JOINT MEETING OF REGIONAL TUNA FISHERIES MANAGEMENT ORGANIZATIONS: This meeting will take place from 22-26 January 2007, in Kobe, Japan, and will bring together secretariats of tuna RFMOs. Expected outcomes include an action plan and recommendations to further harmonize tuna conservation and management among RFMOs. For more information, contact: Akihiro Mae, Japanese Fisheries Agency; tel: +81-3-3502-8459; fax: +81-3-3502-0571; e-mail: tuna_rfmos@nm.maff.go.jp; internet: http://www.iotc.org/files/proceedings/2006/s/IOTC-2006-S10-03%5BEN%5D.pdf

CITES COP-14: The fourteenth Conference of the Parties to the Convention on the International Trade in Endangered Species will take place from 3-15 June 2007, in The Hague, the Netherlands. For more information, contact: CITES Secretariat; tel: +41-22-917-8139; fax: +41-22-797-3417; e-mail: cites@unep.ch; internet: http://www.cites.org

UNFSA REVIEW CONFERENCE: The review conference to the UN Fish Stocks Agreement will resume no later than 2011. The date will be determined at a future informal consultation of the States parties to the Agreement. For more information, contact: UNDOALOS Secretariat; tel: +1-212-963-3962; fax: +1-212-963-5847; e-mail: doalos@un.org; internet: http://www.un.org/Depts/los/

GLOSSARY
 

HMS
ICSP
IUU
MCS
RFMOs
SFS
UNCLOS
UNDOALOS
UNFSA
VMS
Highly migratory fish stocks
Informal Consultation of States Parties
Illegal, unreported and unregulated (fishing)
Monitoring, control and surveillance
Regional fisheries management organizations
Straddling fish stocks
UN Convention on the Law of the Sea
UN Department for Ocean Affairs and the Law of the Sea
UN Fish Stocks Agreement
Vessel monitoring system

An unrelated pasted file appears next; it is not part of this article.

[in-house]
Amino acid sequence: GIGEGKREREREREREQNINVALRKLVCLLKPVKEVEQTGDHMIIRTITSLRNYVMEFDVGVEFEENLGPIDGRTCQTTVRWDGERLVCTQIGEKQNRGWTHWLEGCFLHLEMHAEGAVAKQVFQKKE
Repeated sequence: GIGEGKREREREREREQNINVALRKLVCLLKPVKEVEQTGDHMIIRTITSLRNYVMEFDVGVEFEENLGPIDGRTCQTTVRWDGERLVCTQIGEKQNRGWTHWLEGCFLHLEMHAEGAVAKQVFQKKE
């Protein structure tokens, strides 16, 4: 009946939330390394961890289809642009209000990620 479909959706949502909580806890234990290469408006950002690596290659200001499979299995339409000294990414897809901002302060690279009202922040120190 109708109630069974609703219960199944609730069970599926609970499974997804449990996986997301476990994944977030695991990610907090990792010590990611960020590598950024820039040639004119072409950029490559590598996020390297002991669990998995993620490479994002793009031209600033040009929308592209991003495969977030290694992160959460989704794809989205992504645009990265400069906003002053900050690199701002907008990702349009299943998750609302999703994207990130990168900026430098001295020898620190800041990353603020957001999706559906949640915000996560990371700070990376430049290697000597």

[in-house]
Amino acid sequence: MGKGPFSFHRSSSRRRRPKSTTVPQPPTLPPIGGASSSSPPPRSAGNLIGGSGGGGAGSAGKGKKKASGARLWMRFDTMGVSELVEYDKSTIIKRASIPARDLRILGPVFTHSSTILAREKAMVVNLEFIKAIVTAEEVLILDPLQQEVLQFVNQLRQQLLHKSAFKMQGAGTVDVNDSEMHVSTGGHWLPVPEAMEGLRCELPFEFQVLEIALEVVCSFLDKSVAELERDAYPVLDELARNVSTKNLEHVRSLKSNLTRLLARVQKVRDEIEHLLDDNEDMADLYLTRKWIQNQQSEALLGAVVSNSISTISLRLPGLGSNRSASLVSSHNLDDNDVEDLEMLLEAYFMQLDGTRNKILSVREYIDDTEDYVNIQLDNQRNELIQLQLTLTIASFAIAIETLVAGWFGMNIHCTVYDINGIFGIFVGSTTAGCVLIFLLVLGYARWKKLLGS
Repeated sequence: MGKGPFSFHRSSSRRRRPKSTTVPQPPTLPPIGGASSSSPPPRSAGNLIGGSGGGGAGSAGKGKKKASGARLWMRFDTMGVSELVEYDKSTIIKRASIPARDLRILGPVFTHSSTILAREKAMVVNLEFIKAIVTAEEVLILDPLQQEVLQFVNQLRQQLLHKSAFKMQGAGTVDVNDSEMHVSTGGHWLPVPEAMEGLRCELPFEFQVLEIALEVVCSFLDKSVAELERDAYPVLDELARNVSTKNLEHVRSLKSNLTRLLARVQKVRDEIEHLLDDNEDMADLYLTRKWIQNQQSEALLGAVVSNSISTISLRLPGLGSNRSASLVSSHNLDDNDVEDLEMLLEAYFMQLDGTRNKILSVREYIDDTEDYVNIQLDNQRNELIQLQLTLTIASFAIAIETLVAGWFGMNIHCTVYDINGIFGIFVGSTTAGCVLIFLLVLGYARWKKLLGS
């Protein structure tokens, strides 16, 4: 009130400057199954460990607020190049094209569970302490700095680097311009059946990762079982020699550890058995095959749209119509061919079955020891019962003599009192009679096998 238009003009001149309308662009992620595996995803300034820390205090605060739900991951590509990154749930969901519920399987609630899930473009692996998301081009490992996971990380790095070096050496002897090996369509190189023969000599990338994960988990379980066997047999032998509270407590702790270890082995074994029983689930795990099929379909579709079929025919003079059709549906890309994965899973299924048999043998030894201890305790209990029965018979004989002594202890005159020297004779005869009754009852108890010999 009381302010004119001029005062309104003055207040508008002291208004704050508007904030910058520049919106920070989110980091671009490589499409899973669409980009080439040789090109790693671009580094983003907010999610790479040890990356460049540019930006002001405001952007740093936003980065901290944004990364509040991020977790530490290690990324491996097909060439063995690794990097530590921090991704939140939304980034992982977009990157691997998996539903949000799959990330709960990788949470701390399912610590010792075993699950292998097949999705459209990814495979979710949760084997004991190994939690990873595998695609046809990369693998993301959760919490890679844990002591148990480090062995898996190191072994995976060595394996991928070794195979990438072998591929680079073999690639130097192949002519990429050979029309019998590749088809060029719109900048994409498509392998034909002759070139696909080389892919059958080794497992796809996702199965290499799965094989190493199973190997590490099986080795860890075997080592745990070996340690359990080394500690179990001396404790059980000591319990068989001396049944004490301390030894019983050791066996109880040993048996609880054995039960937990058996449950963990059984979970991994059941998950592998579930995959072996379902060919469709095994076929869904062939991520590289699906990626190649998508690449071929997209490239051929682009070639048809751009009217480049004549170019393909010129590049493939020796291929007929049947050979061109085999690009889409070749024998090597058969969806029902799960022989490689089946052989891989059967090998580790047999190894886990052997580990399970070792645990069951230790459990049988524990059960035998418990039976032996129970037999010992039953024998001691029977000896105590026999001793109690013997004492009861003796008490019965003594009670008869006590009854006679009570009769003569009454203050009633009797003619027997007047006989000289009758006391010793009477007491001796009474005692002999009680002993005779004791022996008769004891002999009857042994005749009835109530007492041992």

This issue of the Earth Negotiations Bulletin � <enb@iisd.org> is written and edited by Nienke Beintema, Andrew Brooke, Reem Hajjar, and Elisa Morgera. The Digital Editor is Dan Birchall. The Editor is Pamela S. Chasek, Ph.D. <pam@iisd.org> and the Director of IISD Reporting Services is Langston James "Kimo" Goree VI <kimo@iisd.org>. The Sustaining Donors of the Bulletin are the Government of the United States of America (through the Department of State Bureau of Oceans and International Environmental and Scientific Affairs), the Government of Canada (through CIDA), the Swiss Agency for Environment, Forests and Landscape (SAEFL), the United Kingdom (through the Department for International Development - DFID), the Danish Ministry of Foreign Affairs, the Government of Germany (through the German Federal Ministry of Environment - BMU, and the German Federal Ministry of Development Cooperation - BMZ), the Netherlands Ministry of Foreign Affairs, the European Commission (DG-ENV) and the Italian Ministry for the Environment and Territory General Directorate for Nature Protection. General Support for the Bulletin during 2006 is provided by the United Nations Environment Programme (UNEP), the Government of Australia, the Austrian Federal Ministry for the Environment, the New Zealand Ministry of Foreign Affairs and Trade, SWAN International, the Japanese Ministry of Environment (through the Institute for Global Environmental Strategies - IGES) and the Japanese Ministry of Economy, Trade and Industry (through the Global Industrial and Social Progress Research Institute - GISPRI). Funding for translation of the Earth Negotiations Bulletin into French has been provided by the International Organization of the Francophonie (IOF) and the French Ministry of Foreign Affairs. Funding for the translation of the Earth Negotiations Bulletin into Spanish has been provided by the Ministry of Environment of Spain. The opinions expressed in the Earth Negotiations Bulletin are those of the authors and do not necessarily reflect the views of IISD or other donors. Excerpts from the Earth Negotiations Bulletin may be used in non-commercial publications with appropriate academic citation. For information on the Bulletin, including requests to provide reporting services, contact the Director of IISD Reporting Services at <kimo@iisd.org>, +1-646-536-7556 or 212 East 47th St. #21F, New York, NY 10017, USA.